JUNE 16, 1997
A: I find allergic reaction to things in the air (pollen, grass, molds, spores, and fumes) to be a matter of how much you are exposed to and how susceptible your body's "allergy" system is at the time of exposure. Therefore, reducing either exposure and/or susceptibility might reduce the severity or number of attacks. Even if pollen is the big trigger, reducing contact with dust, cigarette smoke, cut grass, etc., will help.
You can lower susceptibility by getting as much sleep as you need, reducing body stimulants such as sugar, caffeine, or nicotine, avoiding foods you might be sensitive to, and drinking at least 6-8 glasses of water per day with a squeeze of fresh lemon for flavor.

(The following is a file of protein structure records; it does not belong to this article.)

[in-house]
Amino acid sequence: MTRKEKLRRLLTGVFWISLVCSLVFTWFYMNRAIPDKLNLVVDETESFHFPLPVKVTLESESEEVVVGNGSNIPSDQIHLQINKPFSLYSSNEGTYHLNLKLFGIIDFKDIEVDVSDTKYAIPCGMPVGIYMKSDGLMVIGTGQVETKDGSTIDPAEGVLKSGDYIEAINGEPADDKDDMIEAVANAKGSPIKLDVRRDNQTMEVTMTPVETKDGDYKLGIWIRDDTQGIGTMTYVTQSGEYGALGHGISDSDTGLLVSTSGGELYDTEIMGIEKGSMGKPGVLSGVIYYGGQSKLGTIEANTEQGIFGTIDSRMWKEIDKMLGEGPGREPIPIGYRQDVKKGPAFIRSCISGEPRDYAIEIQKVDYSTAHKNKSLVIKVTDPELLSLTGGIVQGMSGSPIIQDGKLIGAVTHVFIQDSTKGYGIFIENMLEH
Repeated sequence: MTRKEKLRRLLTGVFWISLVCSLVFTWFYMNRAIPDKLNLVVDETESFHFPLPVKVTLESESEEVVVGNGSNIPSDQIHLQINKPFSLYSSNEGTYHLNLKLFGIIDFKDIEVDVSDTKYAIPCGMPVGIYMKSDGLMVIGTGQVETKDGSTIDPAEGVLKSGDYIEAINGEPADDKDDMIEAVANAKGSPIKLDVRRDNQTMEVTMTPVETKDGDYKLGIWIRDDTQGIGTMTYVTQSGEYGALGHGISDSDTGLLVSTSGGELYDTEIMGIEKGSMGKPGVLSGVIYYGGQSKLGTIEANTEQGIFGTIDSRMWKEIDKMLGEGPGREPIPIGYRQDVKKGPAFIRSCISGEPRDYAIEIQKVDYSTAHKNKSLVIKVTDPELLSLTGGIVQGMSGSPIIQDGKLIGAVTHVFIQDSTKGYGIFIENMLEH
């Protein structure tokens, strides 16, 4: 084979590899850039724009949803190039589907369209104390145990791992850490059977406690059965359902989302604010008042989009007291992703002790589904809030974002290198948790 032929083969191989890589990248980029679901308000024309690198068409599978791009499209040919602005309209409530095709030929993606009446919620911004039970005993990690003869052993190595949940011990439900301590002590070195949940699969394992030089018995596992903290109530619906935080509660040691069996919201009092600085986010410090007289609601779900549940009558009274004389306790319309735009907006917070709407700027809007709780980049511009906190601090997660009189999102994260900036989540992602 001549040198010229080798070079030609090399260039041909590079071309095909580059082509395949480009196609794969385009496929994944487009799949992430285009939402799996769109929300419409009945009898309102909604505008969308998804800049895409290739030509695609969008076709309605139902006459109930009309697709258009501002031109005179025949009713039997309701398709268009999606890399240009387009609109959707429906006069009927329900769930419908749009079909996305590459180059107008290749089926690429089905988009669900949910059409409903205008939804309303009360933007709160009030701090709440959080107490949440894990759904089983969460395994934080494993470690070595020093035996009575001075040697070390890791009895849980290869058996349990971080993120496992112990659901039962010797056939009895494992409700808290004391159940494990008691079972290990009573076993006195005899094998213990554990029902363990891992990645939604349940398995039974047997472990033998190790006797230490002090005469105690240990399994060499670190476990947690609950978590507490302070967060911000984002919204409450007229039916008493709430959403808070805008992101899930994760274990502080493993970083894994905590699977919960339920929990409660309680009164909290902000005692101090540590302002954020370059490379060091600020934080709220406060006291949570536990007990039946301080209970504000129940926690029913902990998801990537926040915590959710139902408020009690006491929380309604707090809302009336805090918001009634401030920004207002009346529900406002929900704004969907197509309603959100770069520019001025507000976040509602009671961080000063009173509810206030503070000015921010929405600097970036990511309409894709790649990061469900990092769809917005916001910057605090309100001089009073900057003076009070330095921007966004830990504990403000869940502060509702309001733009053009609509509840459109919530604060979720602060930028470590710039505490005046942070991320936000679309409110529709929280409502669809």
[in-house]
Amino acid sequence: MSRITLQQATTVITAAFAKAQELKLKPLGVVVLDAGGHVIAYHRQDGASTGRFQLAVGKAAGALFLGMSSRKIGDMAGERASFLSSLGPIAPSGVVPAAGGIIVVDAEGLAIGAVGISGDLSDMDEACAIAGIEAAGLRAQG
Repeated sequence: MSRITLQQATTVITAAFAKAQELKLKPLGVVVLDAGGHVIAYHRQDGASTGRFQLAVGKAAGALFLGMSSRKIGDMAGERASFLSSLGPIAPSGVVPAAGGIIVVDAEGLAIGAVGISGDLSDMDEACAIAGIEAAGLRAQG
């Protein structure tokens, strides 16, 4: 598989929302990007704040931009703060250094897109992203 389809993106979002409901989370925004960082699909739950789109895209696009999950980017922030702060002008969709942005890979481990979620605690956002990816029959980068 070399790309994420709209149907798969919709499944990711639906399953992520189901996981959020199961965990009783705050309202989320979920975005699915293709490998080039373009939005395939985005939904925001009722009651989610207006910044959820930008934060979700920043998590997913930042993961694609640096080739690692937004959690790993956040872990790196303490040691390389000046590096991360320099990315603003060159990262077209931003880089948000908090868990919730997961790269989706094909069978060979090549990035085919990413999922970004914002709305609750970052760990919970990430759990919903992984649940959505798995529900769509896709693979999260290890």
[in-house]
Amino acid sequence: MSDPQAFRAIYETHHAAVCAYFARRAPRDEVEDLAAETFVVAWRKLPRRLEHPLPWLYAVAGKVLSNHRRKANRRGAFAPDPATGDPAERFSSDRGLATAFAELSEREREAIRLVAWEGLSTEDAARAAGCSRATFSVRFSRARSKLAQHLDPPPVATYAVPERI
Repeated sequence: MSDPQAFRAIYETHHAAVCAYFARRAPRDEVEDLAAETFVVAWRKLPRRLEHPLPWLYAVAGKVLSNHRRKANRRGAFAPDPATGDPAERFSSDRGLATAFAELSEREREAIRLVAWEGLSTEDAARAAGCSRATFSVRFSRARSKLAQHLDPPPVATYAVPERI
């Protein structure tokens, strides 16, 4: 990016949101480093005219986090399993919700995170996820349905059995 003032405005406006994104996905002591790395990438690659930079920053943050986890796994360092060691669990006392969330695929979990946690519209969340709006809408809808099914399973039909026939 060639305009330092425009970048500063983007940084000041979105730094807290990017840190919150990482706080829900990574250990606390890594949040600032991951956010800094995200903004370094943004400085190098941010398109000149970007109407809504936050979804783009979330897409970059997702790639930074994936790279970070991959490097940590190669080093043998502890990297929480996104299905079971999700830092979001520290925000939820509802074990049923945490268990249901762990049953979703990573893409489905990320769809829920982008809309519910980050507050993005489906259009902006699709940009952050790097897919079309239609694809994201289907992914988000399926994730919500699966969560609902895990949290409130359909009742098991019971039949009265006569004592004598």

Some people find a 1-3 day fast is helpful. A number of herbal formulations for allergies, and higher doses of vitamin C and citrus bioflavinoids are also helpful. Acupuncture, by stimulating the immune system, is effective in many instances. There is also an acupressure point in the center of the webbing between the thumb and index finger that, when stimulated on both hands, works like an antihistamine.
Henry Hochberg, M.D., is a board certified family physician with a special interest in wellness and natural approaches to healthcare. Send your health and medical questions to: Ask Dr. Henry, c/o Woodinville Weekly; P.O. Box 587; Woodinville, WA 98072; or e-mail to email@example.com.